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Identification and characterization of genes and promoter elements involved in the regulation of seed germination

Final Activity Report Summary - ICAROSGERM (Identification and characterization of genes and promoter elements involved in the regulation of seed germination)

Seed biology is crucial to improve the nutritional value of agronomically important crops. Seeds that germinate uniformly are a desirable trait for the crop industry. Germination is a complex trait regulated by the interaction between genetic and environmental factors. This project aimed to a better understanding of the molecular mechanisms that control seed germination by identifying conserved promoter cis-elements and characterising key regulators of important genes. We have characterised the expression kinetics of genes involved in different key aspects of germination like cell wall remodelling, gibberellic acid (GA) synthesis and protein and lipid catabolism.

By comparing the promoter regions controlling the expression of these genes with those obtained from equivalent genes in other plant species, we identified several sequences highly conserved between all of them (phylogenetic approach). In plant analysis demonstrated that two of these sequences are responsible for high levels of expression during seed germination and are responsive to GA, a plant hormone that stimulates germination. These promoter sequences will be used to identify the transcription factors (TFs) that interact with them. For this purpose we have generated a normalized library of Arabidopsis TFs (about 1200 TFs in 96-well format) to perform yeast one hybrid screenings. In a complementary approach, we have identified several TFs induced at the mRNA level during germination with different but overlapping expression kinetics. Functional analyses of one of these TFs indicate that DOFG4 may be a negative regulator of ABA responses in germination and vegetative tissues.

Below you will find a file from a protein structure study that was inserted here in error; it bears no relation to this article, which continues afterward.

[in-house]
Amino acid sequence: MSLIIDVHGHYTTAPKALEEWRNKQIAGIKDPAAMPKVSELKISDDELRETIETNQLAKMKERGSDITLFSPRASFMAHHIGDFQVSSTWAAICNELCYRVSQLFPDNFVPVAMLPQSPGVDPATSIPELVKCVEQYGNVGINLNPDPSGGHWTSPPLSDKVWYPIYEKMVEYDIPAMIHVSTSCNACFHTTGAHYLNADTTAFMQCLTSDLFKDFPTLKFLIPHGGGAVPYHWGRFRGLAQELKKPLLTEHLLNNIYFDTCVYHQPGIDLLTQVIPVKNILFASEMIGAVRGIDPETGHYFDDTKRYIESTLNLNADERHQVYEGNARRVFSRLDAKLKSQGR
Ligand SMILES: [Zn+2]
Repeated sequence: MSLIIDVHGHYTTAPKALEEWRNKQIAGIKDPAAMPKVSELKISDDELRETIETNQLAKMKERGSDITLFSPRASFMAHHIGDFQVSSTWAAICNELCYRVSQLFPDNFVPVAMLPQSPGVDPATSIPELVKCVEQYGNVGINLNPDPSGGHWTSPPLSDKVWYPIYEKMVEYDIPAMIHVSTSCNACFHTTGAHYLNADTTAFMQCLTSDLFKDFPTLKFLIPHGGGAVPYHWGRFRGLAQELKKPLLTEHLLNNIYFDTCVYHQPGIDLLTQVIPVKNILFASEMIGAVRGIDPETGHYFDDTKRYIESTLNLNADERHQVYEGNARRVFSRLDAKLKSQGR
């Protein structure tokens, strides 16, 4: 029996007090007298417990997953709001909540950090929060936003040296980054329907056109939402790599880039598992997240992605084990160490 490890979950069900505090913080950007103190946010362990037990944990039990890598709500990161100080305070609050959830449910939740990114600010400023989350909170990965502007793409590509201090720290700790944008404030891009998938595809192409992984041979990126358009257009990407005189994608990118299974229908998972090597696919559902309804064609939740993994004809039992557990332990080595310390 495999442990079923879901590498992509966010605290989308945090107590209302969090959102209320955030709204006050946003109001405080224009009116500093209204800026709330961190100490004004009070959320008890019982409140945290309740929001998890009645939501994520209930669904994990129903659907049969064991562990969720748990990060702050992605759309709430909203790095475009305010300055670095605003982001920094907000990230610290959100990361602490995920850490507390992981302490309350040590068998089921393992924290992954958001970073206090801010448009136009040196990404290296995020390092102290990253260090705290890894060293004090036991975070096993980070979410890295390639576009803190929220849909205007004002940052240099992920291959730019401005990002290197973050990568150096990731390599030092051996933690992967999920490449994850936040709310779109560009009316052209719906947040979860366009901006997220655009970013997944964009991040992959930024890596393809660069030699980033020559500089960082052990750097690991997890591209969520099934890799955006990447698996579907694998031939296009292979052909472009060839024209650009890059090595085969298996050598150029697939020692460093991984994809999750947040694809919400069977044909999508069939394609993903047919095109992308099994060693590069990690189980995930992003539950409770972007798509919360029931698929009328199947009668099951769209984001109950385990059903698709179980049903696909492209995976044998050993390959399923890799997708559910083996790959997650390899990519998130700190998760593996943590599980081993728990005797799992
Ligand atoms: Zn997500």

The results obtained during this study will contribute to establish similarities and differences between monocot and dicot plants, and the genes and regulatory sequences uncovered by this study could also be useful molecular markers for other non-biotechnological approaches such as marker-assisted breeding.

To achieve our goals we have generated resources (a normalised yeast library of TFs) and have improved protocols (isolation of DNA-free RNA from Arabidopsis tissues, including seeds and siliques) that are now available and have been exploited by us and other members of the scientific community. In summary, the scientific knowledge generated may help improve crop quality by engineering ABA regulated responses in seeds and / or in vegetative tissues.